“Emmo learned a lot in Denmark, to drive in the wet. Denmark was like club racing in England,” Fittipaldi said.
“Good people, I love Denmark. Very polite people, very down to earth, the way they treat us there. Arriving in the track, I remembered England when I started and it’s like a one-man show. The guy with the car on the trailer, comes out of the car, takes the racing car off the trailer, gets up the pressure on the tyres, helmet and drive.
“That’s the root of racing. In Denmark. And on a high level too. Very impressive, the Scandinavian drivers. A lot of good Scandinavian drivers. They love racing.”
Team FSP has recently bought three first-generation Mygales from British F4 team Argenti Motorsport now it is using Tatuus Gen2 cars, and will put Renault engines in them ready to run in Danish F4. A season of six rounds and six test days with the team could cost “around €70,000 + VAT”, considerably cheaper than other European series even before they switched to new cars for this year.
“We have two kinds of customers coming to Denmark,” Frederichsen explains. “Foreign drivers. One is coming because of age. So Mika Abrahams is that for this year. And Alyx Coby and Nobels, they are here because of budget reasons. Because it’s cheap to go racing. Not cheap, but a lot cheaper than German, Italian, British or Spanish series.”
The F1 juniors may all head to the above named series, but Frederichsen isn’t concerned about the quality of his crop.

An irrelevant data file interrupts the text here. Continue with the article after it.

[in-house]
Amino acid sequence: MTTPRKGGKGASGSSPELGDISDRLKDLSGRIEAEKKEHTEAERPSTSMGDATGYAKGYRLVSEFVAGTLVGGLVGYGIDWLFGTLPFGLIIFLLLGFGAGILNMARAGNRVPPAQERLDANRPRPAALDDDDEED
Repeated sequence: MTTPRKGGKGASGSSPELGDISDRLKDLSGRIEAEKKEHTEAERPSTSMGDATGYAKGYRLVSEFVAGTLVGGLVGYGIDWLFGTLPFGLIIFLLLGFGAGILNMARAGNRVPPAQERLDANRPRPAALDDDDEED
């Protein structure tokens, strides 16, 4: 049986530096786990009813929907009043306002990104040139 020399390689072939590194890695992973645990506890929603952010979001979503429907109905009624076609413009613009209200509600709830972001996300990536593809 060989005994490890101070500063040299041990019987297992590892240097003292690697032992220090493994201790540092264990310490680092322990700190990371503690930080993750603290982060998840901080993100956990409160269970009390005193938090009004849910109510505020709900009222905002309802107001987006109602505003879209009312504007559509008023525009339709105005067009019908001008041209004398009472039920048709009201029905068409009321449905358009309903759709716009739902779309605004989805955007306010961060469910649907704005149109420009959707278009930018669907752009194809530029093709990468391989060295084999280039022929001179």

“I’m not looking for the super drivers, I’m looking for having a championship that makes sense in a way that the point is it can’t be expensive. Here [at Jyllandsringen], the testing is limited. You can do three or four days, for formula cars, so you can’t have an exploding budget because there’s no more test days. Ring Djursland you can’t test at all, Sturup we can test everything we want. On Padborg it’s one per week, but you’re getting tired of testing at Padborg. So that way we can sort of have a championship where you can’t spend 100,000 on testing, because it makes no sense.”
Danish F4 has boomed in international popularity for fans, partly due to Fittipaldi, Hoe and Noda, and Frederichsen isn’t surprised it’s translated into more international drivers coming in the past 1.5 years “because that was when I took over and started doing all the stuff”, he laughs.
Holding dual positions puts him in a unique position, and “I’ve just said that everybody who wants anything or [needs] help that they can get whatever from our drivers, because I’m the promoter and I don’t want to hide anything” when it comes to rivals looking for assistance. He also personally encouraged several of his rivals to enter the series, including the return of former FFord squad Team Formula Sport.
There’s enthusiasm from Sweden for Danish F4 to bring its cars onto its shores more, particularly from the small and twisty Sturup Raceway which finally held its first series round this year after twice failing to during the COVID-19 pandemic. That would potentially raise Danish F4’s envious budgets, but there’s a wider plan in consideration.